Appearance before MPs is damaging to whole third sector
Watching the toppled heads of defunct charity Kids Company appear before MPs was beyond embarrassing.
Camila Batmanghelidjh, chief executive and founder, and her chair of trustees Alan Yentob, tried and utterly failed to justify any semblance of effective management and good governance.
The charity went under due to an array of oversights: budget deficits, a lack of reserves, overstating the number of its clients, giving out large sums of money to kids without having any say on how it would be spent … I could go on.
The story trended on Twitter – reaching seconnd in the UK and was only topped by #SNP15 – and the commentary made for brutal reading.
The demise of Kid’s Company is ultimately down to a total failure of governance by its chair and board of trustees. The sad thing is that it didn’t have to be this way.
Kid’s Company demise is ultimately down to a total failure of governance by its chair and board of trusteesJohn Downie
- Why weren’t the trustees holding the chief exec to account?
- Did the chair, whom the chief exec reports to, actually do an appraisal of her on a yearly basis?
- Did the trustees just believe everything they were told?
- Why didn’t they act when another charity raised concerns directly with them in 2002 and 2006?
If there’s a lesson to be learnt here, it’s that a charity shouldn’t be about one person. It’s supposed to serve the people whose lives it is trying to change for the better – in this case, vulnerable children.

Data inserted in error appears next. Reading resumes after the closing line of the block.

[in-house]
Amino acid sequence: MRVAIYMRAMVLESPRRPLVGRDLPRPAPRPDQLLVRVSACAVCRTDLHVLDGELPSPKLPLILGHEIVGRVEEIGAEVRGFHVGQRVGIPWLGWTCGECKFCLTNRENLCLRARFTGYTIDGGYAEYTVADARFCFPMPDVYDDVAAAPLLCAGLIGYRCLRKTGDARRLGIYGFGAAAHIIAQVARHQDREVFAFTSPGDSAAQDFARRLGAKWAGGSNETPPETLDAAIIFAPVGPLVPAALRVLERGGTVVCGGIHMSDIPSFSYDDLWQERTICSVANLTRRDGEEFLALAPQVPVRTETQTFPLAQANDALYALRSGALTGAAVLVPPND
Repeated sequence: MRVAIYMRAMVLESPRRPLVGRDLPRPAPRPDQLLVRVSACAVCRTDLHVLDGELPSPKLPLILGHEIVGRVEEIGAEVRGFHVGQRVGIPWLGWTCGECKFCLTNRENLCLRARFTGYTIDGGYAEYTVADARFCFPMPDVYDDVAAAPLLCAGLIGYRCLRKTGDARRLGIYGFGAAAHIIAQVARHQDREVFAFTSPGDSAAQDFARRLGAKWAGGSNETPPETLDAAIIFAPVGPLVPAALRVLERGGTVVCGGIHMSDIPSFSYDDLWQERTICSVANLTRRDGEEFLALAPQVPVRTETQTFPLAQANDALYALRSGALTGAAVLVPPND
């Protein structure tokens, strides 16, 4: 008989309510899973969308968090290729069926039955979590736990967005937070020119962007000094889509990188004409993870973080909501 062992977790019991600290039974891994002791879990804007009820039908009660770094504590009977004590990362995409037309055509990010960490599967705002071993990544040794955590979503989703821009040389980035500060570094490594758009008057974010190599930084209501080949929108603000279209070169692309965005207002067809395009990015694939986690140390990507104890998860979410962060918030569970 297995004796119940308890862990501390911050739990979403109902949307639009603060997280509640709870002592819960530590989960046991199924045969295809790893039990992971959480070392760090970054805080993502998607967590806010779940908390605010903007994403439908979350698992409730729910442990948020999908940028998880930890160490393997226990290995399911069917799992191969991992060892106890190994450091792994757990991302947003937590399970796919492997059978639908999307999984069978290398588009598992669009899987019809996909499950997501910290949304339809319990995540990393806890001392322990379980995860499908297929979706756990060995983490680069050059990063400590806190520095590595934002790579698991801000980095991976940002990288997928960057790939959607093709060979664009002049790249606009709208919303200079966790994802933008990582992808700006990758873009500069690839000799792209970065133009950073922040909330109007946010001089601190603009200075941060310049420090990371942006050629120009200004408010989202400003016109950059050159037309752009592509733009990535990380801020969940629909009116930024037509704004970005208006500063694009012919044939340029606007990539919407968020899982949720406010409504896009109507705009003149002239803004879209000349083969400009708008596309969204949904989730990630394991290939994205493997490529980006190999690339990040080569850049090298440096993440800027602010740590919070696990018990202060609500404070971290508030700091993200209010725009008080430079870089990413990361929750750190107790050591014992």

Batmanghelidjh may now be shouting about their plight more loudly than ever. But the situation these kids find themselves in today is down to her and Yentob’s inability to run things properly.
The Charity Commission also has a lot to answer for. Why, for example, when another charity raised concerns way back in 2002 was no action taken?
I can only think that, with Kid’s Company’s chums in the Cabinet Office calling the shots (remember David Cameron and Michael Gove were falling over themselves to shower the charity with praise only 18 months ago), the Commission thought it easier not to act.
Ultimately the buck stops with the chair and trustees. They totally failed. In doing so they’re a disgrace to trustees everywhere.
Their actions, or lack of them, have caused serious and potentially lasting harm to how the third sector is perceived by the public, the media and the political establishment.
As trustee and chair of Impact Arts, I along with my fellow board members know that, as one of my colleagues put it, ‘you can never underestimate the power of good governance and boards, especially in challenging times’.
What I don’t get about the Kids Company situation is how someone was allowed to remain in the position of chair for 18 years. That’s how long Alan Yentob was in charge.
He should have stood down years ago. And if he refused to go, then he should have been pushed. As for the future, he and his fellow trustees should never be allowed to sit on a board again.
The fallout from this debacle seriously worries me. The effects will hit the whole third sector as the right-wing media wrings the story for all its worth, the word ‘charity’ dragged through the mud over and over again.
I started writing this blog in anger at Batmanghelidjh and Yentob for their arrogance, ineptitude and hubris.
But now I’m left thinking about what’s going to happen to the kids who’ve been affected, and who must now ultimately bear the pain.